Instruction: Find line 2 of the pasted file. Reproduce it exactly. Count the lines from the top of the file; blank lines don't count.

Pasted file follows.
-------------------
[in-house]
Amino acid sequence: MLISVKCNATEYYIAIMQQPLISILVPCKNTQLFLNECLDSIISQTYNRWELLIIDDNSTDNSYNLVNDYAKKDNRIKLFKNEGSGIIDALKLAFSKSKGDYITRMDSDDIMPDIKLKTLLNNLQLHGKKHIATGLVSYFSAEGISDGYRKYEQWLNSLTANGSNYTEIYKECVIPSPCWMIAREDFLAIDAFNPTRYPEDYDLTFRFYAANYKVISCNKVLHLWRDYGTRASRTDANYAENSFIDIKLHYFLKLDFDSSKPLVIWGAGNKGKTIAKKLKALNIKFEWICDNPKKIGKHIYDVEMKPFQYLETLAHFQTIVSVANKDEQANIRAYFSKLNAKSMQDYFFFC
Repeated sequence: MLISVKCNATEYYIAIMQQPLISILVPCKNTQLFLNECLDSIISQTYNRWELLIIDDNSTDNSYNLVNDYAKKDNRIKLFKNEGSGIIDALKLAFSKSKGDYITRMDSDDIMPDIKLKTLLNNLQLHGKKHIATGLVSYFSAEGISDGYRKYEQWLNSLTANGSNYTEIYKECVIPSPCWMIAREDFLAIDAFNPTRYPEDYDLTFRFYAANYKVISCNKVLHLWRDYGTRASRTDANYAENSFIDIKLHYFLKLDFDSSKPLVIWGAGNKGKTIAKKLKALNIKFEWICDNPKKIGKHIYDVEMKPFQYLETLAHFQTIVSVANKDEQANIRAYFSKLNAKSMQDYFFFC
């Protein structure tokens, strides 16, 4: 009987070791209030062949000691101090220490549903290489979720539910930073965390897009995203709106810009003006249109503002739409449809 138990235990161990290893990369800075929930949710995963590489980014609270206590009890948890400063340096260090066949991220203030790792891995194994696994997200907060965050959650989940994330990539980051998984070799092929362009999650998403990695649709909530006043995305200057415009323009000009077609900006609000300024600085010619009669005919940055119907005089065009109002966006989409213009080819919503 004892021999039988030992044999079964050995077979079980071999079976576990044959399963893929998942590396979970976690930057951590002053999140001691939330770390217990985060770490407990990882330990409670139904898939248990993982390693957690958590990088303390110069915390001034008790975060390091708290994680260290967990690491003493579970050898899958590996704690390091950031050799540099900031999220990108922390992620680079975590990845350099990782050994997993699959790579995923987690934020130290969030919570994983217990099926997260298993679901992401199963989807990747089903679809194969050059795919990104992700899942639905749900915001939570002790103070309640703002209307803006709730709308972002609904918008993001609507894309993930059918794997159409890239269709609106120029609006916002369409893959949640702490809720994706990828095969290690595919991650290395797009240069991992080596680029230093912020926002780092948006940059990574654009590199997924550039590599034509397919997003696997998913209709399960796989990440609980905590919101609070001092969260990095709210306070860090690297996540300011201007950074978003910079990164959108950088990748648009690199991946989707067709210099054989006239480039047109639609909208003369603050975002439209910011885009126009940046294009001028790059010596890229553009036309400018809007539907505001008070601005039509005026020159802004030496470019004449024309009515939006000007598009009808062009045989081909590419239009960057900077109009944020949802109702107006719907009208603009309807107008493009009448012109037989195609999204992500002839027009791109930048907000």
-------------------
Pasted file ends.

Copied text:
Amino acid sequence: MLISVKCNATEYYIAIMQQPLISILVPCKNTQLFLNECLDSIISQTYNRWELLIIDDNSTDNSYNLVNDYAKKDNRIKLFKNEGSGIIDALKLAFSKSKGDYITRMDSDDIMPDIKLKTLLNNLQLHGKKHIATGLVSYFSAEGISDGYRKYEQWLNSLTANGSNYTEIYKECVIPSPCWMIAREDFLAIDAFNPTRYPEDYDLTFRFYAANYKVISCNKVLHLWRDYGTRASRTDANYAENSFIDIKLHYFLKLDFDSSKPLVIWGAGNKGKTIAKKLKALNIKFEWICDNPKKIGKHIYDVEMKPFQYLETLAHFQTIVSVANKDEQANIRAYFSKLNAKSMQDYFFFC